A scale of two cities – Macau and Las Vegas

Jan 5, 2016 3:00 AM

As Macau bemoans its dramatic year-over-year decrease to $28.9 billion in gaming revenue, Las Vegas is almost ebullient that it is pacing to finish the year at close to $10 billion in gaming revenue. Of course Macau has seen a 34.3 percent decrease in gaming revenue on a historical dollar basis and close to a 36 percent decrease on an inflation-adjusted basis, while Las Vegas is looking to come in flat from the prior year on a historical dollar basis and around a 3 percent decrease on an inflation adjusted basis.

However, there is more to the respective stories than just these hard stats.

Both Macau and Las Vegas have seen material decreases in high-roller play, but where Macau struggles to replace its premium customers with a mass market, Las Vegas has enjoyed the mass market filling in the hole created by the exit of certain premium play. While Las Vegas has enjoyed a certain amount of luck in that there has been a segmented economic recovery in the US, Macau was hit by not only a financial crackdown but a slowdown in several of the economies of its feeder markets.

Gas prices made it much easier for domestic mass market customers to make the trek to Las Vegas and leave a few extra bucks in their pockets for their discretionary spending. On the other hand, Macau is still developing its infrastructure of highway accesses and airport size to even accommodate the serious tourist volume it will need to offset the departed high-roller play.

Oddly enough, as time marches on, Macau seems destine to become a “Mini-Me” of Las Vegas. From a tourist-based gaming perspective, Las Vegas has the Strip and Downtown and as the Strip was developing a lot of the business, historically destined for downtown, migrated from there to the Strip. The same thing is happening to Macau. It has its own older downtown and it also has its new Cotai area, often referred to as the Cotai Strip, which as it continues to open new properties is also pulling business from the older downtown Macau.

While Macau enjoys a tourist population highly focused on gaming, and thus the reason for its general lead over Las Vegas in gaming revenue, Macau lags in comparable revenues from hotel, food and beverage, entertainment and collective other revenue sources. Macau’s customers just do not currently spend their money on those services in Macau and seem to prefer preserving their discretionary funds for gaming. By contrast, Las Vegas has matured to become a balanced market that now sees gaming only accounting for about a third of its revenues, and whose customers come for memorable experiences beyond gaming.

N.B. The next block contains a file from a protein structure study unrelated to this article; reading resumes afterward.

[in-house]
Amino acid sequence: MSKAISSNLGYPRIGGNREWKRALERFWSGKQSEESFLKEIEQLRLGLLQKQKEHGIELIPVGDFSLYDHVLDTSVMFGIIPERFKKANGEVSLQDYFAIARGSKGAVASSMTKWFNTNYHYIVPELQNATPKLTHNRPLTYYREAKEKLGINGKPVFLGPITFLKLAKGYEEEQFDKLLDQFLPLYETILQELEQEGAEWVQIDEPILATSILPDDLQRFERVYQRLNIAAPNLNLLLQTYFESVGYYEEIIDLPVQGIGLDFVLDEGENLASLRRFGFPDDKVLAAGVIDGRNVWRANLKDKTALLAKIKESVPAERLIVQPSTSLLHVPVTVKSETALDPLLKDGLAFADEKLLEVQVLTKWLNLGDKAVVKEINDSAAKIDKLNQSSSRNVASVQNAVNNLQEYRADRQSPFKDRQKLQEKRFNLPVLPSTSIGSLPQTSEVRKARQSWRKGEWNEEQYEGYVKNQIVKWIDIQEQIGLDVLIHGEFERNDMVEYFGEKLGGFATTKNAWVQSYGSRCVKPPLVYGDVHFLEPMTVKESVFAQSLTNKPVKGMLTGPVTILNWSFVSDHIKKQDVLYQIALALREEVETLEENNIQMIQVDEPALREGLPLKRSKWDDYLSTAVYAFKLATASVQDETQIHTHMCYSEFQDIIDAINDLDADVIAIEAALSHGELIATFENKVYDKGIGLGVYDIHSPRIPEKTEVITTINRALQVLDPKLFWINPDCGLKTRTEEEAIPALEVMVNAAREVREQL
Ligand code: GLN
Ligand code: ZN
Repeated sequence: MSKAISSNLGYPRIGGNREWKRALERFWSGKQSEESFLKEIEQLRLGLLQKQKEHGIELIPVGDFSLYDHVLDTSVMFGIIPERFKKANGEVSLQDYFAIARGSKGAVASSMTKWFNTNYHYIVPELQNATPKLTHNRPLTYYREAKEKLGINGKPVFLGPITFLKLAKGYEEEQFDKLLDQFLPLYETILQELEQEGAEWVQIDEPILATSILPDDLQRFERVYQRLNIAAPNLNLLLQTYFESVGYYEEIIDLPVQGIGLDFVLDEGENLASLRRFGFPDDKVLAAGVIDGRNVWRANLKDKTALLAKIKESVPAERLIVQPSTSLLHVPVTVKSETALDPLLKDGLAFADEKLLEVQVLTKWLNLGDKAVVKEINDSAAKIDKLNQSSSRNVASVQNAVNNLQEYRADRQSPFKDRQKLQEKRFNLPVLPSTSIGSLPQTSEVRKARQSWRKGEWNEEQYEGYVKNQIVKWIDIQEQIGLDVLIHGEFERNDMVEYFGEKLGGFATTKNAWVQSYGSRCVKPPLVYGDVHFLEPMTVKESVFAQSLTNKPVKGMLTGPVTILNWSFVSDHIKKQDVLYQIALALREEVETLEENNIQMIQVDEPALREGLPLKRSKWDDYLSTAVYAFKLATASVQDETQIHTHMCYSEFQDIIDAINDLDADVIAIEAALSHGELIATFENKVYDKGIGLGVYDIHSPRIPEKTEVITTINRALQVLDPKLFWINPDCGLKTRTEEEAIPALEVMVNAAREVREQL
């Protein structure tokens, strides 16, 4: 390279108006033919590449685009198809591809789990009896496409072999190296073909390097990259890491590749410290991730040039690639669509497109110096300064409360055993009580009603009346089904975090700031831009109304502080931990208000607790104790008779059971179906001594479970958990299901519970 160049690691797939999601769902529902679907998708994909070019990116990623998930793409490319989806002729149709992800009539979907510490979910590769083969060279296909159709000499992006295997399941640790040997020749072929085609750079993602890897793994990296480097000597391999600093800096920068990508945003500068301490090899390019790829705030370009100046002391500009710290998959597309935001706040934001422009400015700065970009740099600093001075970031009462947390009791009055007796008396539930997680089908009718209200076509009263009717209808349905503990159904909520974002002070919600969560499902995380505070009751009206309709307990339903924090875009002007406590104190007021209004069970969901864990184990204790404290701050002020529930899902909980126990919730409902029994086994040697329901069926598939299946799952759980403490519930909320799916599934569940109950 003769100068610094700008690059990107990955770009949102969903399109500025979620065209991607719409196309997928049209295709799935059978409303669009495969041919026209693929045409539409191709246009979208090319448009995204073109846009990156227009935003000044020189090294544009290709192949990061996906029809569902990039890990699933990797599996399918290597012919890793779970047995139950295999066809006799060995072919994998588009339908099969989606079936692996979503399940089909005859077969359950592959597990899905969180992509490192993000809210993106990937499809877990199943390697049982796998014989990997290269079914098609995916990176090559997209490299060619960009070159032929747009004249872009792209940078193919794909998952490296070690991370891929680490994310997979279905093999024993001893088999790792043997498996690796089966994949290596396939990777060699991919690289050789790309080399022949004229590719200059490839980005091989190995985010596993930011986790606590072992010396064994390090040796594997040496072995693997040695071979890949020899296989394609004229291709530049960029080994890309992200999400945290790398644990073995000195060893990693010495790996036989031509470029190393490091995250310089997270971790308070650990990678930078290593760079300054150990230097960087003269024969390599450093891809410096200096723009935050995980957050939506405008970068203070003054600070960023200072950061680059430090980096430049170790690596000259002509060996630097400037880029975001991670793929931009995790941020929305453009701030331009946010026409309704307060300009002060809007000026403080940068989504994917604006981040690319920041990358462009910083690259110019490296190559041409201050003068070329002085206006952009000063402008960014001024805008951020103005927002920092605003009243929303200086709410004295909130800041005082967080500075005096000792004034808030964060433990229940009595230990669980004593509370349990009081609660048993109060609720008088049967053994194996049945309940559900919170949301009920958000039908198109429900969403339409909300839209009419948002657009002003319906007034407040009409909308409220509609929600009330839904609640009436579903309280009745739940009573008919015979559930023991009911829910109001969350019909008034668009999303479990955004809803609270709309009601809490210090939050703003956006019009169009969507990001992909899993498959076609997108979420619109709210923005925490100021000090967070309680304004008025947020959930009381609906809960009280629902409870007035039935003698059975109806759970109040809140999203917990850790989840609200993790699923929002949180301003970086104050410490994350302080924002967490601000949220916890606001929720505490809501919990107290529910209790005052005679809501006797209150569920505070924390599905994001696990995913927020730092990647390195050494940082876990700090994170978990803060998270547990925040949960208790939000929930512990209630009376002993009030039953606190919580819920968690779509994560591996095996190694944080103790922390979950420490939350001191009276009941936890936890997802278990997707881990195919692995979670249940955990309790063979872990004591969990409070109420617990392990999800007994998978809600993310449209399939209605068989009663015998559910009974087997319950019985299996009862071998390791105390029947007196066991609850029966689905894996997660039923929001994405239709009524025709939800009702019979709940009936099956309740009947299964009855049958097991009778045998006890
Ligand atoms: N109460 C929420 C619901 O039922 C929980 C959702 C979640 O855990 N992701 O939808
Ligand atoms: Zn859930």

About the only area in gaming Las Vegas excels at over Macau is in sports wagering and its related event activities. For Las Vegas this works as every casino can have a sportsbook, which leads to a myriad of marketing events to drive traffic. Macau though granted a sole operator concession for sports wagering to one company. That concession will be expiring mid-2016 and it will be interesting to see if the government opens it up to all licensees or extends the concession. If the government opens sports wagering to all licensees, a whole new range of marketing tools will come to life for the properties in Macau. Macau has hosted fights, grand prix and other significant sporting events, but as there was only one legal sportsbook, there was no real motivation for the casinos to get behind aggressively marketing the events.

Imagine the traffic that could be generated if some of the larger Cotai properties were to sponsor or host NBA games in Macau. Imagine the excitement if mobile sports wagering was available at the host property for a world class fight. No different than how Las Vegas gets during certain world championships or NCAA tournaments, Macau could have the potential to absolutely explode in both traffic and sports betting if it were to apply the same marketing principles pioneered in Las Vegas.

If Macau really wants to emulate Las Vegas and have equal diversity of revenues from sources other than gaming, they should finish the copy job and quickly complete their infrastructure improvements, become a major player in the convention business and eliminate anti-competitive practices. If Macau completely emulated Las Vegas in all areas, then, with their regional access to almost 2 billion people, their scale would completely dwarf Las Vegas.

The Analyst is an experienced gaming industry executive who offers insight each week on events and issues affecting the industry. Contact The Analyst at [email protected].